Dunlavy SC IV A harsh high frequency


I have owned my SC IVA for many years. I replace the blown tweeters at least once a year. I know the original set were carefully matched at the factory but I can not duplicate the tecniques which John used in his shop to optimize response. The speakers sound glassy and I wonder if this is as a result of tweeters I have installed but would have been rejected by John. I have done a lot of work with room treatment,changing source, components, etc...
Are there any recommendations for fixing this issue?
Replace the Vifa tweeters with more expensive ones?
Thanks
shumi
You may want to think about having your crossovers rebuilt.
Your Dunlavy's may be 15 years old. Capacitors generally have a ten year life cycle.
So depending on use, they may need replacing.
BTW, the SC IVA is on my "Top 5" favorite speakers list!
UNless there is a known defect with the tweeters, blowing them once a year would seem, (IMO) an indication that your amp is underpowered for your needs and that you are driving it into clipping, which will fry the tweeters pretty quickly.
What kind of SPL levels do you listen at? Are you concerned to any degree about retaining your hearing? If you are harming your ears, the "glassy" sound could be associated with hearing loss. Hopefully not, but if you already have tinnitus, you may want to reconsider what you are doing, besides simply replacing tweeters.

Hopefully I'm wrong about your situation.

OTOH, if the problem is not hearing loss, there is a figurative world of difference between cheap and high quality drivers. You admit it yourself when you state the manufacturer would not accept the tweeters you are using. You are likely hearing that qualitative difference. One can attain harsh sound quite cheaply.
Swampwalker makes a very good observation :-) especially with a first order crossover design like the Dunlavy where the crossover offers very little protection for the tweeter as far a power handling goes.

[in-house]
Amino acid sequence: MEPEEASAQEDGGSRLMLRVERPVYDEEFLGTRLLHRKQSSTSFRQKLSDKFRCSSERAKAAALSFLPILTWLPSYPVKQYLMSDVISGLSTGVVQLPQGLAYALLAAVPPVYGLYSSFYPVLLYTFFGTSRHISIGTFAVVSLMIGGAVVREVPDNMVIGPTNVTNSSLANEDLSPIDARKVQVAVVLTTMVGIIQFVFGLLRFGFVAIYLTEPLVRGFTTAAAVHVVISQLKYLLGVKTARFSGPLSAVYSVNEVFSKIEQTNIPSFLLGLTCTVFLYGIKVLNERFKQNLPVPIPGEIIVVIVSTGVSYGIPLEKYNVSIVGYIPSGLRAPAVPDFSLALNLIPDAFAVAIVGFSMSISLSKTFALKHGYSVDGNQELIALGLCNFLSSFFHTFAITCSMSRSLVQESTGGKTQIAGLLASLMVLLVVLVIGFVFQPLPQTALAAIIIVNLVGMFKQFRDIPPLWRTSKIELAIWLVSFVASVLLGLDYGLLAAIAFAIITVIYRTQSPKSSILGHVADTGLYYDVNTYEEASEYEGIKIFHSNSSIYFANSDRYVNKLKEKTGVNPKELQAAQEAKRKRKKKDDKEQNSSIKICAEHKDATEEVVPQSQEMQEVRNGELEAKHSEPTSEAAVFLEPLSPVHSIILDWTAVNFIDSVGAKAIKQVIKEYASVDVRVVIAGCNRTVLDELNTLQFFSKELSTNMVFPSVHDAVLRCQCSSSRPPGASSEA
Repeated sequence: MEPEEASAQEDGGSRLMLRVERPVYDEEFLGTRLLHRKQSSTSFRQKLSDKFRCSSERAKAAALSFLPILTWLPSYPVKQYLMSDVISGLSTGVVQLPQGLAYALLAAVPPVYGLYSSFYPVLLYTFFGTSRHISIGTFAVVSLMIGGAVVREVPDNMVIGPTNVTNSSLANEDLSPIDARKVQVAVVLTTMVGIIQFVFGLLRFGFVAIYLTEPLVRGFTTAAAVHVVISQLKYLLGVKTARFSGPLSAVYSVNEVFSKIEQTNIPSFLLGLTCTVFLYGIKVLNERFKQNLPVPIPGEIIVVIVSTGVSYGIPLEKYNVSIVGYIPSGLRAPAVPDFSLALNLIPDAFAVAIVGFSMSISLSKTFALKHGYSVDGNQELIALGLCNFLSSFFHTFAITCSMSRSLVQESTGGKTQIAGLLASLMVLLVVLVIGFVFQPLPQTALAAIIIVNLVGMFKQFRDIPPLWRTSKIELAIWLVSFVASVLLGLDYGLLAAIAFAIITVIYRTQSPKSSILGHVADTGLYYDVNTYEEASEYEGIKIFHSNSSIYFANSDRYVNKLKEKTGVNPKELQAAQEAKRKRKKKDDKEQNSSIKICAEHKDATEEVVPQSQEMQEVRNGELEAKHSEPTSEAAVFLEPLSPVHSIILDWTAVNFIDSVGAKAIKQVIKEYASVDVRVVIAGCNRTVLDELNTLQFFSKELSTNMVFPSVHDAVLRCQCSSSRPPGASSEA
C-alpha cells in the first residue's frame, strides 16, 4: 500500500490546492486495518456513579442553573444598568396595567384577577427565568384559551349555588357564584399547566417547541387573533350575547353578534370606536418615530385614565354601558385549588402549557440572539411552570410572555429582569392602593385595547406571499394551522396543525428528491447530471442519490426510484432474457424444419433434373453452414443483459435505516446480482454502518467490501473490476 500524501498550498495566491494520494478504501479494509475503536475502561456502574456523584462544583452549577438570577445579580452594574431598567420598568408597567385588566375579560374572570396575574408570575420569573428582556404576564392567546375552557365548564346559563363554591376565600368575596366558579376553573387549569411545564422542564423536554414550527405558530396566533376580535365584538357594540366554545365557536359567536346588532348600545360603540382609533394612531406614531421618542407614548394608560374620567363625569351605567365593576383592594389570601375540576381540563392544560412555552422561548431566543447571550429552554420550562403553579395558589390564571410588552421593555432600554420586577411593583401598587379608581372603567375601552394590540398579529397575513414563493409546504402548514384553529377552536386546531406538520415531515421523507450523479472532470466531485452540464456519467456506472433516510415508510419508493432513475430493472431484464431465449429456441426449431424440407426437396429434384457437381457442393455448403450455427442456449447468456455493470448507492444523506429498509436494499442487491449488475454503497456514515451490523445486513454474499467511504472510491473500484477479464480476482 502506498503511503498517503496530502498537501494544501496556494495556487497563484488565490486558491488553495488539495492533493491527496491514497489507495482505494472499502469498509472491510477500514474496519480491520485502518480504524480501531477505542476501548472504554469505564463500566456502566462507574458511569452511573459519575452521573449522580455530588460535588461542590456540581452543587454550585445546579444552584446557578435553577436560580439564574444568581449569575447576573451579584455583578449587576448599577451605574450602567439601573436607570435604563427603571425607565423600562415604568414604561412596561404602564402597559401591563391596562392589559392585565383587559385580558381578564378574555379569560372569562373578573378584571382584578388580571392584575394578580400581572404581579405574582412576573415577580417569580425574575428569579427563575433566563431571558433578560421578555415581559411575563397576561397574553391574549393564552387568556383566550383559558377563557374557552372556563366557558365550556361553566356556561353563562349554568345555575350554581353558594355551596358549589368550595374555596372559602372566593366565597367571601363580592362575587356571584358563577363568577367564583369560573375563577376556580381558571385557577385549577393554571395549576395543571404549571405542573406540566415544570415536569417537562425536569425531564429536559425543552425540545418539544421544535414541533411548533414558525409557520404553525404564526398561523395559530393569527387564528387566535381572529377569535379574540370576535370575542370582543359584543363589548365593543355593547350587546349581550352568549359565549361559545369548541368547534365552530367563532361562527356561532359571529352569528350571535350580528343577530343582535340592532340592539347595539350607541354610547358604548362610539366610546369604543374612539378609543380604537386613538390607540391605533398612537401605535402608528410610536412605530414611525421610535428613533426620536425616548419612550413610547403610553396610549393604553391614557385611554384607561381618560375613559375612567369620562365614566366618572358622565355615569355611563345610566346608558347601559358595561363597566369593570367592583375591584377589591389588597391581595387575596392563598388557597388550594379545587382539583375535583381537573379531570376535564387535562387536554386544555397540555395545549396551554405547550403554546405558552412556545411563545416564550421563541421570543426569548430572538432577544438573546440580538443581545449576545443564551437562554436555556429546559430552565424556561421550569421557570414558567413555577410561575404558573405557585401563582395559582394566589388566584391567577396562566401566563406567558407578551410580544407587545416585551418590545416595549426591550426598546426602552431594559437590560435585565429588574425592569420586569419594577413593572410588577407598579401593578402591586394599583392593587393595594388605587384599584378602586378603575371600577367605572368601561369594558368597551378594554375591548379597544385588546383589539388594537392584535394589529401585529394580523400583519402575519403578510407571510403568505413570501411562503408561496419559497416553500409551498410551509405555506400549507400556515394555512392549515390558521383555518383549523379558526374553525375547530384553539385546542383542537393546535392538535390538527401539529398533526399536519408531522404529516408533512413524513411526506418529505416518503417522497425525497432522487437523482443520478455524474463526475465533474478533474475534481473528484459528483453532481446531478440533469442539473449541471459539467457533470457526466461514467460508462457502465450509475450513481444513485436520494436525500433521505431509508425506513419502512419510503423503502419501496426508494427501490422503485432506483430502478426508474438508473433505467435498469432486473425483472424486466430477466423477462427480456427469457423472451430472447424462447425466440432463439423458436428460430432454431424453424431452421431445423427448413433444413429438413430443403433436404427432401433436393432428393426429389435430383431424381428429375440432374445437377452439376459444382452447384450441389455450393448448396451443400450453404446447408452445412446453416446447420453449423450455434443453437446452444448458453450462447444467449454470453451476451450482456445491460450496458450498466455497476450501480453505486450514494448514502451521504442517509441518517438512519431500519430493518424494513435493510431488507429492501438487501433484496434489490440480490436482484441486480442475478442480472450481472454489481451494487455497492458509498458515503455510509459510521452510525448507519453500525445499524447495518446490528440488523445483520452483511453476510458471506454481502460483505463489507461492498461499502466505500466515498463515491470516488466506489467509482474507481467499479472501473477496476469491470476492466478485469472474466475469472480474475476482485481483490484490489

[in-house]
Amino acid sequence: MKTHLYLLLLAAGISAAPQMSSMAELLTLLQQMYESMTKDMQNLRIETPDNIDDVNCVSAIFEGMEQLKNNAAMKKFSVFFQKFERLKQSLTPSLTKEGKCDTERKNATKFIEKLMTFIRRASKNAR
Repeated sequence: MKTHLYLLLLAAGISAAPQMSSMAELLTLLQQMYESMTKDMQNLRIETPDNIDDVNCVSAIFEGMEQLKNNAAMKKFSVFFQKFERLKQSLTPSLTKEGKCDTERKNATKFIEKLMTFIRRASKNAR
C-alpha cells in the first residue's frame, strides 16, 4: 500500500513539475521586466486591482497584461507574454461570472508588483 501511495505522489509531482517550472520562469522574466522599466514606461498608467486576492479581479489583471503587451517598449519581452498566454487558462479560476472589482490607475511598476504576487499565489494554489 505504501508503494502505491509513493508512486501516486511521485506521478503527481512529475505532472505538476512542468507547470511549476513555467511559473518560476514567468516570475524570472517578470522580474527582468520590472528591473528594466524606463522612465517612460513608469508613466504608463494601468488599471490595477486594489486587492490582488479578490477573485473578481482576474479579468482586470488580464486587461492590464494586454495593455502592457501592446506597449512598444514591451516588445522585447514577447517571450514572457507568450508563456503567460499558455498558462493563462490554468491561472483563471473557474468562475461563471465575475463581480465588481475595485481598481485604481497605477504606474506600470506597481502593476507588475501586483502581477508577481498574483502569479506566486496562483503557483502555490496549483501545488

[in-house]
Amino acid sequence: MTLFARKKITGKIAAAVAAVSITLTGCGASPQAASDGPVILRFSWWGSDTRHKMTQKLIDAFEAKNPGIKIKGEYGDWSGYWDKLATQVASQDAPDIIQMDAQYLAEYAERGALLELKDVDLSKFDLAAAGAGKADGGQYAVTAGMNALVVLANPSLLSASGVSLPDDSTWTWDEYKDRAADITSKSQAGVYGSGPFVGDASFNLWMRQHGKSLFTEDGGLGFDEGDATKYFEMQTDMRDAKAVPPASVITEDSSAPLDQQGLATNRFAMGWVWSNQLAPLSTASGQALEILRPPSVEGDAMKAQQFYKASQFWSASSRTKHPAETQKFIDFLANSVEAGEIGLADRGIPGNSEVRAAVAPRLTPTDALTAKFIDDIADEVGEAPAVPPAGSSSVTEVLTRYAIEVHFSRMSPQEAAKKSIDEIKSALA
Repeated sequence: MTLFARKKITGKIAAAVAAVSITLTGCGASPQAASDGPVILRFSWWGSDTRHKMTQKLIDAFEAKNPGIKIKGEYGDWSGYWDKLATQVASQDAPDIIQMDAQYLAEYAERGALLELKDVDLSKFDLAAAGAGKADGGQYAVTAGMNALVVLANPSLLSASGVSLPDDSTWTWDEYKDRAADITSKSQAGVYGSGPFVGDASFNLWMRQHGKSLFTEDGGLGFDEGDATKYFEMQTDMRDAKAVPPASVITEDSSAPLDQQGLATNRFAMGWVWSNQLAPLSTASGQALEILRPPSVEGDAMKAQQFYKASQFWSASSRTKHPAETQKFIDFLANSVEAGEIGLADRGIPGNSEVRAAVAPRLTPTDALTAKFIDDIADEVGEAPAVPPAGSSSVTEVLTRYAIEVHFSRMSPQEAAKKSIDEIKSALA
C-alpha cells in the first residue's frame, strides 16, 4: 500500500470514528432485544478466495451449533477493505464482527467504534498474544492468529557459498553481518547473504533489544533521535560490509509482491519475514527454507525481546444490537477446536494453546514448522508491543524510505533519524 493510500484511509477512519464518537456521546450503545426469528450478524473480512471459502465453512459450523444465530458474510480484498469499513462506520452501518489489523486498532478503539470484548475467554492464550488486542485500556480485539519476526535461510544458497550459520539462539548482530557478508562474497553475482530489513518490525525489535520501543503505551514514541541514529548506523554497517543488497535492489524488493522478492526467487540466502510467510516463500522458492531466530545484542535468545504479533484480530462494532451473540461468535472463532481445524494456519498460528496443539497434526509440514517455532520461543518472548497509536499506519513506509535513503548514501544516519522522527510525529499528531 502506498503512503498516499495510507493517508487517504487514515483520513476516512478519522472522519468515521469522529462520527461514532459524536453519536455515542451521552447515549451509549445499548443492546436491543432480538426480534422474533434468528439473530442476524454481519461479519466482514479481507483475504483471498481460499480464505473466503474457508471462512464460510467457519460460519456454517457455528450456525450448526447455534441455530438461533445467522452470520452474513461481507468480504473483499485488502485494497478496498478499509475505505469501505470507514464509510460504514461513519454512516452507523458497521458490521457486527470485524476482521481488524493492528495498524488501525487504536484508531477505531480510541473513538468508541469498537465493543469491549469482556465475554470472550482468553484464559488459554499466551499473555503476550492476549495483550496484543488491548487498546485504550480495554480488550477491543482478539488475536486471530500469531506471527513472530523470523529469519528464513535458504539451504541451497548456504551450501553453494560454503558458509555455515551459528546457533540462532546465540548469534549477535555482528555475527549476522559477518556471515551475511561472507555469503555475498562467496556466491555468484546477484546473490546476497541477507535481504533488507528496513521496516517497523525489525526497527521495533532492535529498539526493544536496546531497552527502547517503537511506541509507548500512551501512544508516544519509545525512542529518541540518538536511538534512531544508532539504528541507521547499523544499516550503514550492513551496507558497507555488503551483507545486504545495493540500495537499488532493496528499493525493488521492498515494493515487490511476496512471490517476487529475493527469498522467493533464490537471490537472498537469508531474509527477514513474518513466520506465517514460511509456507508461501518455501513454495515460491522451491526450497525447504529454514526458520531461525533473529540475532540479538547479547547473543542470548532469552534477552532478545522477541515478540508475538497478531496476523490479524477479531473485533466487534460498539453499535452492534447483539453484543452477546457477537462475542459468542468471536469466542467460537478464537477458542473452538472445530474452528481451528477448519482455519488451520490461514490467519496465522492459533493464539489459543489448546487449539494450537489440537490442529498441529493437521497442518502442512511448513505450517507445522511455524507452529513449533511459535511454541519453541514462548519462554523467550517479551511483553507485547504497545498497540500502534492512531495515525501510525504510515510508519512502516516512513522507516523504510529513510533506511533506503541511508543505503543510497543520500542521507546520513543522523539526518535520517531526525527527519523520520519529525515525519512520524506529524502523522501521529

Dweller, I don't think Dunlavy used Electrolytic capacitors in at least the tweeter section of the crossover, I would assume that he used polypropylene capacitors which have a much longer lifespan than the 10 years you mention. Below is a link to a informative description on a XO modification the the speaker

Dunlavy X0 Modification

Best of Luck

Peter
I ended up using the Seas Excel T25CF-001 tweeter. It spec'd out to be a perfect match to the stock tweeter.
I switched out the original tweeters to the Seas Excel after reading about Jade's modifications. I'm glad I did.

BTW: I've never blown a tweeter. If you're replacing them once a year something's not right.
Thanks for the responses guys. I am indeed concerned about my hearing. I have done a lot of bird hunting and I fear my right ear may have some damage. I need to have it checked for sure. I also listen to concert videos at 80dBs. My right front speaker blows a tweeter more than once a year. I have loved these speakers for many years but it may be time to let them go. My 9.4 system is made up of:
2 SCIVA s front LR
1 HRCC center
4 SCIII rear and LR surrounds
2 SCIs for front wides LR
I agree with Rja. Something is definitely not right if you are blowing tweeters at that rate. I have just about every speaker model John ever designed and most of the units have worked perfectly for many years without replacing a thing. I have a special attachment for the SC-IVs. I hope you can find a solution without feeling the need to replace them. I have an HT set up very similar to yours and find the synergy of an all Dunlavy system to be amazing. I am curious about your electronics??
Agree with Rja and Brauser about blowing tweeters; I had Duntech Princesses (another Dunlavy design very similar to the SC IVs) for 12 years and never blew any drivers, and I played them plenty loud. I also would like to know what electronics you're using.
All speakers are driven by Theta dreadnaught II amps.2x5 channels.
I also owned Dunlavy SC-4s, for 18 years. Never once blew a driver.
I have blown my woofers through a DC pulse, but never heard of blowing tweeters. Something must be sending a high frequency burst or you have an intermittent short, but I doubt that. You might want to post a question about how your tweeters could be blowing here on Audiogon and get feedback from more than Dunlavy fans.